Where’s the help? And I was like, you know, you know, I helped the organization basically, in less than a week of about a hundred employees go fully remote. We had no issues. Right?
I helped to lead the charge, right, with the IT team. Some other executive leaders. And I was like, you know, I’m ready to take my skill set and scale it because people need help. How can I do this?
And I started to feel amiss. Right? And I was in a meeting with my manager one day we were having a conversation. And I don’t even know what a conversation was going at this point, but I got to a point when I was like, you know what?
Today is the day. Today is the day. And, at some point, at the end of the conversation, I was like, look, I’m gonna submit my resignation. So I’ve never been afraid to quit.
I’ve never been afraid to reason I’m from a job. Right? And so I was like, and she’s like, I felt it coming. I knew it was coming.
And they subsequently became my first client.
JOSH TOLAN: Oh, wow.
LAKIA ELAM: And so it was just one of those things. And the way that it happened, I knew it was meant to be – the way that so all of our a lot of our business to this point has been by referral, just because people know what we do and they like what we bring. And so here I am today. Here I am today.
JOSH TOLA: That’s great. Yeah. Well, what what a time to make such a big change – and sounds like you were just called to a greater purpose. Obviously, you had been working in the same, you know, seat or role that a lot of your clients are sitting in now.
And so you could see all the real pains and struggles that everyone was dealing with at just a crazy time for change in the workplace. Like you said, everybody going, having to go pretty much remote overnight.
The market getting really bad, then getting really good. Then it was crazy competitive to hire anybody because it seemed like everybody was hiring everybody.
People were switching jobs, like, crazy. And it was, like, if you couldn’t hire somebody in a matter of days, you know, you were SOL. Right? You had to start that hiring process over again.
And so, yeah, it was just a crazy time. So I love that you took the opportunity. You were called by a greater purpose.
And you took that leap. Like you said, you weren’t afraid of taking that next step, and to me that, you know, shows me the confidence, obviously, that you have in yourself, but also the passion that you have in what you’re doing for your clients. So, love to hear that. Let’s let’s talk a little bit about your your clients.
What types of organizations do you typically work with?
LAKIA ELAM: Yeah. So we mostly service, or partner with nonprofits and associations.
You know, the mission doesn’t matter. I enjoy being around driven people, a group of people who are working toward the same thing. It’s something about that synergy that just keeps me going, right, that passion. Because I’m really passionate about what I do, that is, like, we’re all working together for the greater good of this thing.
Because there’s no, you know, there is no boundary if you will. It’s like, let’s just do it. Let’s go. Right?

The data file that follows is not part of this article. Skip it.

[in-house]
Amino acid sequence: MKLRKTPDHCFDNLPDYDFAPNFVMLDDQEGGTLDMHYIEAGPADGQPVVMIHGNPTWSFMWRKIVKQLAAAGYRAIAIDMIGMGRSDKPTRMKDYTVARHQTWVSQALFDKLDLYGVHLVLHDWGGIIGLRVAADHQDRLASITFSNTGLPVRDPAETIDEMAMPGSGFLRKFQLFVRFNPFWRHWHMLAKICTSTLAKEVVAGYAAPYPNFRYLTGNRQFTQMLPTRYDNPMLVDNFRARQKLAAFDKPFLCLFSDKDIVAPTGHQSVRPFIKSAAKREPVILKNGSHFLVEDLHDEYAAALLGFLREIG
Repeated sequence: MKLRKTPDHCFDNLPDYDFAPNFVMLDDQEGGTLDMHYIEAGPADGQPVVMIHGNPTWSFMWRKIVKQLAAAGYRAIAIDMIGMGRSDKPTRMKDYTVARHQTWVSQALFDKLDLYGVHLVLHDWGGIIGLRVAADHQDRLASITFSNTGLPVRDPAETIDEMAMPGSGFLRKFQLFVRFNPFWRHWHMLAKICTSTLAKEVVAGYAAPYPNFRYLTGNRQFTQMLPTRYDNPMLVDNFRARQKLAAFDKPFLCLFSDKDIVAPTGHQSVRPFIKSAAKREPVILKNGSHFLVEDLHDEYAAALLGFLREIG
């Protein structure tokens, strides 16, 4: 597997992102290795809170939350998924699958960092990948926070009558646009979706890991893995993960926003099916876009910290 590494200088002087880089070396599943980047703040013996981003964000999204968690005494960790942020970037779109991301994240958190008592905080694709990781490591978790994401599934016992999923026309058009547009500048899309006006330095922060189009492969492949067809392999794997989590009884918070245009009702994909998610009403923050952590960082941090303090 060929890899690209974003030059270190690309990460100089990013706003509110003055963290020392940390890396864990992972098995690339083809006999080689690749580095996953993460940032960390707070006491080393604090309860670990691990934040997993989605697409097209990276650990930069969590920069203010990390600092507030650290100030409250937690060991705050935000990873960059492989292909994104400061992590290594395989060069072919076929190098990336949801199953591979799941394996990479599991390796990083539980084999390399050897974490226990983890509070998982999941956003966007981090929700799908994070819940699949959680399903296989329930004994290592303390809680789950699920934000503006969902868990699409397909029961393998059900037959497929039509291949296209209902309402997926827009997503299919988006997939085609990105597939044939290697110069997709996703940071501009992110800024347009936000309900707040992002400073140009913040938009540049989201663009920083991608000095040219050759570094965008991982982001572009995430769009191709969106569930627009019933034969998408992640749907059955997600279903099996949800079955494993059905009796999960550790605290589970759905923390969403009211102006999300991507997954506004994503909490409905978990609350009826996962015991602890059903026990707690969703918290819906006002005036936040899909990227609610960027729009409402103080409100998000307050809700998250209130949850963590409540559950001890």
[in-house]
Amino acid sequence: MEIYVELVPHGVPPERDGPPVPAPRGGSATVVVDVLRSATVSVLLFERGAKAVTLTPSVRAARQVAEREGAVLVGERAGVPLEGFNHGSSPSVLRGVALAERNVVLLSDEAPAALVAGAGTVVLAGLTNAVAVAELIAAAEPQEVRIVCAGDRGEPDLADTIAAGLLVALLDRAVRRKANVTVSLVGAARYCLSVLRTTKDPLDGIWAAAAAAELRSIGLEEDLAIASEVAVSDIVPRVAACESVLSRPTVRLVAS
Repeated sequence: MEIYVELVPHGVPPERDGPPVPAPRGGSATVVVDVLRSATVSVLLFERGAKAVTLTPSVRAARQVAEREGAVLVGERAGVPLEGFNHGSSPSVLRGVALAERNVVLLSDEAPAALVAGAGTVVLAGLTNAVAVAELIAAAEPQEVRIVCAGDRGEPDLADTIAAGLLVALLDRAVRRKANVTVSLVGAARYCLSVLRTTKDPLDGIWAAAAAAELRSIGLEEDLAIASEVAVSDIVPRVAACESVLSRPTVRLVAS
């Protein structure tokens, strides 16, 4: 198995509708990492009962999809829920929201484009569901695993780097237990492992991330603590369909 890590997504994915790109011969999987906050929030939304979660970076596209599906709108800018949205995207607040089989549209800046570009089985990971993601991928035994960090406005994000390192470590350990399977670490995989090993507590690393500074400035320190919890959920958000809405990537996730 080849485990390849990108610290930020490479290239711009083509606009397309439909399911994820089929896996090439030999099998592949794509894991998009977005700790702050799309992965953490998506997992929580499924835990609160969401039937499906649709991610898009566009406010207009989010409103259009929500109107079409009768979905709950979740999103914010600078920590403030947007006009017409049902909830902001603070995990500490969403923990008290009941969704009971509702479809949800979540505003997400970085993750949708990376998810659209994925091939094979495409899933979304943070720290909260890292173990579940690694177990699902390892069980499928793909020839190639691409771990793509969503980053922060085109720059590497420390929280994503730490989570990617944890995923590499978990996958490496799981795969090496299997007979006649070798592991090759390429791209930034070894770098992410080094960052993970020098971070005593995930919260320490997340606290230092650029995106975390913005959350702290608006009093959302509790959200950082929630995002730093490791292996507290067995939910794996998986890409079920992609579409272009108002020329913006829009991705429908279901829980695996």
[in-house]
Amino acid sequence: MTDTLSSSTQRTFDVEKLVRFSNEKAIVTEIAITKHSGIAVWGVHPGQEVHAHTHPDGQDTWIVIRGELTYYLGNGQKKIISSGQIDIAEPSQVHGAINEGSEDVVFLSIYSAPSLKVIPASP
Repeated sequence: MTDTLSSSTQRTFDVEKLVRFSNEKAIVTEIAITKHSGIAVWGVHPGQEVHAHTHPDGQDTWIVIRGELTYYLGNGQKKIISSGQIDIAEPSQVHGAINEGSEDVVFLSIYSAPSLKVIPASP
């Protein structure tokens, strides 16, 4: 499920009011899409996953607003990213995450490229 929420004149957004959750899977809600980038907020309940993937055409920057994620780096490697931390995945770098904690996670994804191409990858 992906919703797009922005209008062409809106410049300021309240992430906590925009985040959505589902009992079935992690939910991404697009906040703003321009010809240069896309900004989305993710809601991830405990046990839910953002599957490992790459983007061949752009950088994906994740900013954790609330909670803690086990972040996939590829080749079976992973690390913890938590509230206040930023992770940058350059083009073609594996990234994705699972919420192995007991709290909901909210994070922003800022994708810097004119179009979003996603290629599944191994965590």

And when one person’s feeling down, someone else jumps in, and they, like, got an idea, and then it reinvigorates everyone. And so that thing keeps – that’s what keeps me going. So we’re mostly non-profits and associations. It doesn’t matter whether they’re health care or a trade associate.
None of that matters. Right? It’s you know, we choose the funnest thing, I guess I’ll say about being in business, for myself has been, I get to pick and choose which organizations I wanna be with. And I’ll tell you what I mean by that.
If I meet with a CEO, or ahead of HR, and they’re trying to, you know, we’re trying to determine if this will be a good partnership.
If they are not about their people, if they’re – the way that they see people, isn’t an embracing spirit of all people, regardless of where they’re from, those are not our people. We don’t partner. We’ve turned business away based on that, that simple fact. If you’re a leader and you’re not about the whole team, not just the executive team, not just the tenure team, but the whole team, regardless of their background, again, we walk away from that business.
JOSH TOLAN: Yeah. That’s a really good point. And I think it’s a good lesson as well for, you know, people that are on the market and perhaps looking for a new HR talent acquisition job when they’re evaluating their next opportunity, they can take a similar process to what you do in evaluating which clients you work with.
Because whether you’re a consultant and you’re working with clients to help them overhaul their HR talent acquisition strategy or somebody that’s looking, to make a move in their career to do the same thing for the company they work for, important that you evaluate the leadership team and the values of the business.
And is that aligned with what you’re looking for? Because if it’s not and you join that company, are you really gonna be able to the change and impact that you’re hoping to make, and feel meaning in the work that you do each and every day.
LAKIA ELAM: Absolutely. Absolutely. If it’s not that, then what is it? Right? Like, people at every level within the organization, their goal is to the the you’re hiring them to help the organization achieve their goals.